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Food crises will be repeated until world leaders act

The World Food Programme has scaled-up its activities in 2012 to help 3.6 million people in Yemen (© Hugh Macleod/IRIN)
The World Food Programme has scaled-up its activities in 2012 to help 3.6 million people in Yemen
© Hugh Macleod/IRIN

Millions of the world's poorest people will face devastation from today's rocketing food prices because the global food system is fatally flawed and policymakers can't find the courage to fix it, Oxfam has stated. "History is repeating itself and will keep doing so until we tackle the fundamental weaknesses that keep a billion people hungry," Oxfam states. "We must stop the obscene waste of food including burning it as biodiesel in our trucks and cars. We need to tackle climate change and land-grabs and damaging speculation. We must build up our food stocks and kick-start good investment again in small-holder farmers and in resilient, sustainable agriculture."

According to the international charity, Yemen is one of the worst hit countries because it is heavily dependent on food imports and already has 10 million people who are suffering from hunger. The UN estimates that US$7.83 billion is required to tackle food-related crises in the Sahel, Sudan, South Sudan, Somalia, the Democratic Republic of Congo, Afghanistan, Kenya, Zimbabwe and Yemen. To date, only US$3.73 billion has been pledged. "With the international response slowed by the global economic crisis, rising global food prices could pile more pressure on an overstretched humanitarian system," Oxfam has warned.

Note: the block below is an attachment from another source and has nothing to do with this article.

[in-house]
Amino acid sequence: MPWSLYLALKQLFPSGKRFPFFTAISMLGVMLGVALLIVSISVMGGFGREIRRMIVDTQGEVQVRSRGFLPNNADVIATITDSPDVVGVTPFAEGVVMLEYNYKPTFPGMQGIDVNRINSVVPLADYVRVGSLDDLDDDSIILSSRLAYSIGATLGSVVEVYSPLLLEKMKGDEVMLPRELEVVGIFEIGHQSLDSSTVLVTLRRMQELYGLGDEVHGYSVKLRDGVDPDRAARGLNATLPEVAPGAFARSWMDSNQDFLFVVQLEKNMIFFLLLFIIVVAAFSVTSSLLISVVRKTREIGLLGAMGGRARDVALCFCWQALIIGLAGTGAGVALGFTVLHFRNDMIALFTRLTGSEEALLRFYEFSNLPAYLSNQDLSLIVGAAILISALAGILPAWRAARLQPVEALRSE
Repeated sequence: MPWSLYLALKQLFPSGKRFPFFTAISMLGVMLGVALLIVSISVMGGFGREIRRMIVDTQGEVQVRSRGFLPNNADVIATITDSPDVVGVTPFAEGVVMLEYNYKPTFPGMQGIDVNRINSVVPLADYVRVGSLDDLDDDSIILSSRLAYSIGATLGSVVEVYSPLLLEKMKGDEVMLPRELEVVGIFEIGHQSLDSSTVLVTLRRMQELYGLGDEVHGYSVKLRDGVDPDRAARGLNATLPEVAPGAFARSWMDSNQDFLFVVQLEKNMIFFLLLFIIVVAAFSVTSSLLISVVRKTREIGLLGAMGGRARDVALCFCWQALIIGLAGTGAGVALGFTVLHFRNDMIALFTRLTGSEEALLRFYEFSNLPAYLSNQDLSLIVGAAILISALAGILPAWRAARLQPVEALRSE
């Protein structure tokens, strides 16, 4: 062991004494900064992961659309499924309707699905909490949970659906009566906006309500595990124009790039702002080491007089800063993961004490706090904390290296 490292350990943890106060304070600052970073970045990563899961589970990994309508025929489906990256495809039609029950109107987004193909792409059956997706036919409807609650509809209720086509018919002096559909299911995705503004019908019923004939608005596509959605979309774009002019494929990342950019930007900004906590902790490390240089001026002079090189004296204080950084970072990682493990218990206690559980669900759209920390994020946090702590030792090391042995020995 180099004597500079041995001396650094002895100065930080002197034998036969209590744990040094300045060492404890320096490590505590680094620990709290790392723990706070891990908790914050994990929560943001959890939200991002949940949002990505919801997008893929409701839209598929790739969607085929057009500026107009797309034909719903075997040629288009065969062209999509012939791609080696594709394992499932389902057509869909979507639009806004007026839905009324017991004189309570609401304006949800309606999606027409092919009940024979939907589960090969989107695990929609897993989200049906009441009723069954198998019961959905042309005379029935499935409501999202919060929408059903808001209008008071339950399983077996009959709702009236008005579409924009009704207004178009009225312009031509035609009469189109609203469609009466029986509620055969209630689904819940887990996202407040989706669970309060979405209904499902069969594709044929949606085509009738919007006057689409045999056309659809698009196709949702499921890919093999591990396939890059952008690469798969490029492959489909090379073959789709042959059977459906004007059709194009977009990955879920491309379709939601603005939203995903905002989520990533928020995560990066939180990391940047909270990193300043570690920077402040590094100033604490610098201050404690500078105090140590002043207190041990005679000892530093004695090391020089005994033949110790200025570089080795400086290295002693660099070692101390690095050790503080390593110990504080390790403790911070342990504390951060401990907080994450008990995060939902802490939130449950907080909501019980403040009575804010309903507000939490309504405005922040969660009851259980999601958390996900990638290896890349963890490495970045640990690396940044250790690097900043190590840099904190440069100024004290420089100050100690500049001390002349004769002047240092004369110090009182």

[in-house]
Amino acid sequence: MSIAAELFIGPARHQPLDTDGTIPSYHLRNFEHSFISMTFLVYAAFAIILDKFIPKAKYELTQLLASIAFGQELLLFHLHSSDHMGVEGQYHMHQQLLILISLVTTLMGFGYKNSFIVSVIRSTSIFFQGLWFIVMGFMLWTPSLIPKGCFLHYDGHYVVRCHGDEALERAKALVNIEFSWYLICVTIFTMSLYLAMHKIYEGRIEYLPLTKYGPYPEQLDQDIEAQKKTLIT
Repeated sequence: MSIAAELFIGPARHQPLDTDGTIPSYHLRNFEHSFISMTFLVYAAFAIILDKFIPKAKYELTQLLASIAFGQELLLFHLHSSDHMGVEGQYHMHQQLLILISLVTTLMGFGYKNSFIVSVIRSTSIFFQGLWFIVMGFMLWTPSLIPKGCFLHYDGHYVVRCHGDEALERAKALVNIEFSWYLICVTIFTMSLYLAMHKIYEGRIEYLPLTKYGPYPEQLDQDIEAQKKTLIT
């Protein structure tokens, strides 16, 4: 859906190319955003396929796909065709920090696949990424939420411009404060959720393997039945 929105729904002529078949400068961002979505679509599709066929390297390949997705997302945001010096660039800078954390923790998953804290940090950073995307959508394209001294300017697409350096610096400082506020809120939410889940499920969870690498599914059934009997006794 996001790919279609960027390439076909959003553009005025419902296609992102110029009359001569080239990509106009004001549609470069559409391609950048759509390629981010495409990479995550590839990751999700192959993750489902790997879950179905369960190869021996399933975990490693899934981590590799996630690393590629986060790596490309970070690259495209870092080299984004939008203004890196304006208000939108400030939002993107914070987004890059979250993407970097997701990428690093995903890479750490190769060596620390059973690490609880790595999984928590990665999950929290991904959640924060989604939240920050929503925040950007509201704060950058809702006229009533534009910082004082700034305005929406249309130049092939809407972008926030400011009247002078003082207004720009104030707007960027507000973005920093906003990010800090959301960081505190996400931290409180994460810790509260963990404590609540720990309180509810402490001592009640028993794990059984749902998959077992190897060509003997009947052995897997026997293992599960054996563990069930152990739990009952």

What's gone wrong in 2012? Oxfam highlight: drought or floods that have impacted harvests in the United States, Russia, Ukraine, Kazakhstan, India and Australia; climate change as a steadily worsening contributing factor; 'crazy' biofuel mandates that mean 40 per cent of US corn production is used for biofuel; the US exchange rate which has made it more expensive for countries to import their food; and financial speculation on commodity markets.

Despite these challenges, Oxfam says that rational policies and a healthy global food system could cope with the effects of droughts and tackle climate change and other man-made causes of hunger and vulnerability. "A lot will depend on how fast and smartly policy-makers - especially those in the G20 - react over the coming weeks and months," Oxfam reveals. "But their track-record is poor and does not inspire confidence."

Oxfam's analysis of the 2012 food price hikes

Date published: September 2012

 

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